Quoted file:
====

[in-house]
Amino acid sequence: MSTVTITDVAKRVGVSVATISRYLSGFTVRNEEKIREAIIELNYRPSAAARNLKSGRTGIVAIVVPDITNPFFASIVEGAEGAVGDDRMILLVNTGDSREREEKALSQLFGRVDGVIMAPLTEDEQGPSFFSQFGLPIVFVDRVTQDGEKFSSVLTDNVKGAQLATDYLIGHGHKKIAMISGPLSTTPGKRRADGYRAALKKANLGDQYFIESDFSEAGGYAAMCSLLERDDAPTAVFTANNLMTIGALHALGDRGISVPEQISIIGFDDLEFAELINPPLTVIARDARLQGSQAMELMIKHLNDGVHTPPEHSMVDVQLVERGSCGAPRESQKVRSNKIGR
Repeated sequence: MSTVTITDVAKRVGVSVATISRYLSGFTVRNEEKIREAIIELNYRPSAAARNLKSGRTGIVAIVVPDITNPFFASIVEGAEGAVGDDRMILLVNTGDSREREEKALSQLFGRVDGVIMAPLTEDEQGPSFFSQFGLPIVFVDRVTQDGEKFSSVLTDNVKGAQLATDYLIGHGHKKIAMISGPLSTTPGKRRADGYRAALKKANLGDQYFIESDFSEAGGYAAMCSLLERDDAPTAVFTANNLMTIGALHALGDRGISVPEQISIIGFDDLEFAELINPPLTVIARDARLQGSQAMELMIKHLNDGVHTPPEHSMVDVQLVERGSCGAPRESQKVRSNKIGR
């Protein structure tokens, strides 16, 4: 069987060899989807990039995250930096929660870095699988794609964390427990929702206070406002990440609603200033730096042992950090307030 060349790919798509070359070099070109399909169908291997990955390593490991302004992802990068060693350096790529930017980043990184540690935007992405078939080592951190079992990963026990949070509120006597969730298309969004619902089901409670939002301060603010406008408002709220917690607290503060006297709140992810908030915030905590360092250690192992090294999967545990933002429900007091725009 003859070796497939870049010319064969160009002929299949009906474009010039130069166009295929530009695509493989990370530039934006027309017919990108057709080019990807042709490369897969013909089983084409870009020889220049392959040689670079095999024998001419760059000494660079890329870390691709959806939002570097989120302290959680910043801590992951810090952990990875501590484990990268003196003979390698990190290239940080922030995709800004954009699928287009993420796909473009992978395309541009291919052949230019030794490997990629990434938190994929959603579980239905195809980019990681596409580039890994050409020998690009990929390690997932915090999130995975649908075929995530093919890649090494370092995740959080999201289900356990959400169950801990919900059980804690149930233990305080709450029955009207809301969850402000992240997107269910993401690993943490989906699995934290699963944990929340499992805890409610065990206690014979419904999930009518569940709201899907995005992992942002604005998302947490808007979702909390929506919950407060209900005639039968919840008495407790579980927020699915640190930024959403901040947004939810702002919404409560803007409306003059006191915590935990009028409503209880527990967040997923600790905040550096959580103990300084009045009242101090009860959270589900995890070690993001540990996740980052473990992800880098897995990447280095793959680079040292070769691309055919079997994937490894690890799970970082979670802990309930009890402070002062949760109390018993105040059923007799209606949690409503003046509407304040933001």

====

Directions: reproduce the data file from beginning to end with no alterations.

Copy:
[in-house]
Amino acid sequence: MSTVTITDVAKRVGVSVATISRYLSGFTVRNEEKIREAIIELNYRPSAAARNLKSGRTGIVAIVVPDITNPFFASIVEGAEGAVGDDRMILLVNTGDSREREEKALSQLFGRVDGVIMAPLTEDEQGPSFFSQFGLPIVFVDRVTQDGEKFSSVLTDNVKGAQLATDYLIGHGHKKIAMISGPLSTTPGKRRADGYRAALKKANLGDQYFIESDFSEAGGYAAMCSLLERDDAPTAVFTANNLMTIGALHALGDRGISVPEQISIIGFDDLEFAELINPPLTVIARDARLQGSQAMELMIKHLNDGVHTPPEHSMVDVQLVERGSCGAPRESQKVRSNKIGR
Repeated sequence: MSTVTITDVAKRVGVSVATISRYLSGFTVRNEEKIREAIIELNYRPSAAARNLKSGRTGIVAIVVPDITNPFFASIVEGAEGAVGDDRMILLVNTGDSREREEKALSQLFGRVDGVIMAPLTEDEQGPSFFSQFGLPIVFVDRVTQDGEKFSSVLTDNVKGAQLATDYLIGHGHKKIAMISGPLSTTPGKRRADGYRAALKKANLGDQYFIESDFSEAGGYAAMCSLLERDDAPTAVFTANNLMTIGALHALGDRGISVPEQISIIGFDDLEFAELINPPLTVIARDARLQGSQAMELMIKHLNDGVHTPPEHSMVDVQLVERGSCGAPRESQKVRSNKIGR
């Protein structure tokens, strides 16, 4: 069987060899989807990039995250930096929660870095699988794609964390427990929702206070406002990440609603200033730096042992950090307030 060349790919798509070359070099070109399909169908291997990955390593490991302004992802990068060693350096790529930017980043990184540690935007992405078939080592951190079992990963026990949070509120006597969730298309969004619902089901409670939002301060603010406008408002709220917690607290503060006297709140992810908030915030905590360092250690192992090294999967545990933002429900007091725009 003859070796497939870049010319064969160009002929299949009906474009010039130069166009295929530009695509493989990370530039934006027309017919990108057709080019990807042709490369897969013909089983084409870009020889220049392959040689670079095999024998001419760059000494660079890329870390691709959806939002570097989120302290959680910043801590992951810090952990990875501590484990990268003196003979390698990190290239940080922030995709800004954009699928287009993420796909473009992978395309541009291919052949230019030794490997990629990434938190994929959603579980239905195809980019990681596409580039890994050409020998690009990929390690997932915090999130995975649908075929995530093919890649090494370092995740959080999201289900356990959400169950801990919900059980804690149930233990305080709450029955009207809301969850402000992240997107269910993401690993943490989906699995934290699963944990929340499992805890409610065990206690014979419904999930009518569940709201899907995005992992942002604005998302947490808007979702909390929506919950407060209900005639039968919840008495407790579980927020699915640190930024959403901040947004939810702002919404409560803007409306003059006191915590935990009028409503209880527990967040997923600790905040550096959580103990300084009045009242101090009860959270589900995890070690993001540990996740980052473990992800880098897995990447280095793959680079040292070769691309055919079997994937490894690890799970970082979670802990309930009890402070002062949760109390018993105040059923007799209606949690409503003046509407304040933001």